The Best Performing Low-Light Binocular
Hunters know that a lot of big game animals move at dusk and dawn, which is why we set out to create a great low light binocular that hunters can rely on. We spend many hours during fall and winter waiting for a big buck to show itself. When the moment arrives, we don’t want to let it pass us by due to poor-performing optics.
Had I understood the benefits of using the right binocular back when I first started hunting, I might have another trophy or two hanging on my wall and more meat in the freezer. I am sure every hunter has had the experience of desperately trying to determine if a deer is a shooter or not in low-light conditions. Heck, in the area where I grew up hunting, we were happy to see a legal buck. I can recall many times when I had to hold off because I was not sure. Better safe than sorry!
Of course, optics are a lot better today than they were 35 years ago. While back then I was more concerned with keeping things lightweight and compact, the little 8x25 binocular I used wouldn’t cut it. Compact binoculars certainly have their place, but they weren't designed for extreme conditions or with a lot of the features that make low light binoculars so valuable.
Light Transmission and Optical Quality
What allows one binocular to perform better over another in low light? It’s not just one element. Rather, it’s a combination of things.
We use the highest quality optical glass available. However, if it’s not coated with enough layers of anti-reflective compounds, a portion of the light will reflect off the glass, reducing the light transmission (as seen in the illustration below). By using the most advanced technologies in the coating process, and applying multiple layers of magnesium fluoride compounds to every air-to-glass lens surface, TRACT binoculars provide incredible light transmission so you can see everything at dusk and dawn.
The addition of extra-low dispersion (ED) glass, which minimizes color fringing to provide extremely sharp edges of contrasting colors, and phase correction and dielectric coatings on the prisms, takes the performance to a completely different level. All of these elements together create what we call the ULTRA HD optical system.
In our initial rollout, all TRACT binoculars have a 42mm objective. The lower the magnification, which in our case is 8x, means the larger the exit pupil. That, in turn, results in a larger light path to your eye. Think of the exit pupil as a window - the larger the window, the more light allowed to come in.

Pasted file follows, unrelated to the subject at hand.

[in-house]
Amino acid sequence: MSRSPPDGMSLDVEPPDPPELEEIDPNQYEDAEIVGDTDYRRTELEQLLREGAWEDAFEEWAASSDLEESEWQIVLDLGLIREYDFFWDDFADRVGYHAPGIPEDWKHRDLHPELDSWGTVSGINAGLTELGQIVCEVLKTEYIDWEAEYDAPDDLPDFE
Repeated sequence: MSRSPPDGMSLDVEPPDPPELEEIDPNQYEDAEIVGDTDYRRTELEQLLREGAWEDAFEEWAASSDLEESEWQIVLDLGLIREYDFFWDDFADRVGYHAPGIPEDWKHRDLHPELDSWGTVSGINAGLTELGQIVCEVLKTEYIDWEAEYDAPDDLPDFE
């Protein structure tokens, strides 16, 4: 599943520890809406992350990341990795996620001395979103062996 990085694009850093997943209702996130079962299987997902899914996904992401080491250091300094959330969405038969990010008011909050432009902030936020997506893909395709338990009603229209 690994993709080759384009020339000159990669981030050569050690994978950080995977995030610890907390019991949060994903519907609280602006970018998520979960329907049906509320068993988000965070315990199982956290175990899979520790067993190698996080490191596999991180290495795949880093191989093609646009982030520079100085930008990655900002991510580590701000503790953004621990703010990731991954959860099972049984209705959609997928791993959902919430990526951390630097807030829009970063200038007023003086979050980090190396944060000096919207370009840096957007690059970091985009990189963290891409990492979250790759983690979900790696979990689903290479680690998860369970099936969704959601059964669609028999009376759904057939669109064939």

This has no bearing on the quality of the optics, but it is very important because the exit pupil needs to match or exceed the dilation of your eye’s pupil. Since your pupil dilates based upon the amount of available light, (two millimeters in bright sunlight compared to seven in darkness) the binocular needs to provide an exit pupil of at least four to five millimeters to work well, as your pupils will dilate that much in low light. If your eye’s pupil is larger than the exit pupil of the binocular, it will be like looking through a pinhole. When the exit pupil of the binocular equals or exceeds the size of your pupil, it’s like looking through a picture window.
The way you figure out the exit pupil of the binocular is by dividing the objective size by the magnification. For example: 42/8 = 5.25 millimeters and 42/10 = 4.2 millimeters. As you can see, the 8x binocular has a larger exit pupil than the 10x, giving it a larger window of light.
Many people prefer compact binoculars and they have their place, but they don’t cut the mustard when it comes to performing at dawn and dusk. Others like larger objective binoculars, say 50 millimeters, striving to get even more light. But if you do the math correctly, you’ll see that the exit pupil is five millimeters. Is it worth the additional bulk and weight?
As with all optics, there are always tradeoffs. If maximum low-light performance is important to you, choose an 8x binocular. If seeing detail in expansive areas out west is needed, then choose the higher magnification 10x binocular. Either way, TRACT binoculars will provide some of the best extreme low-light performance of any binocular in its class and provide a lifetime of enhanced use in the field.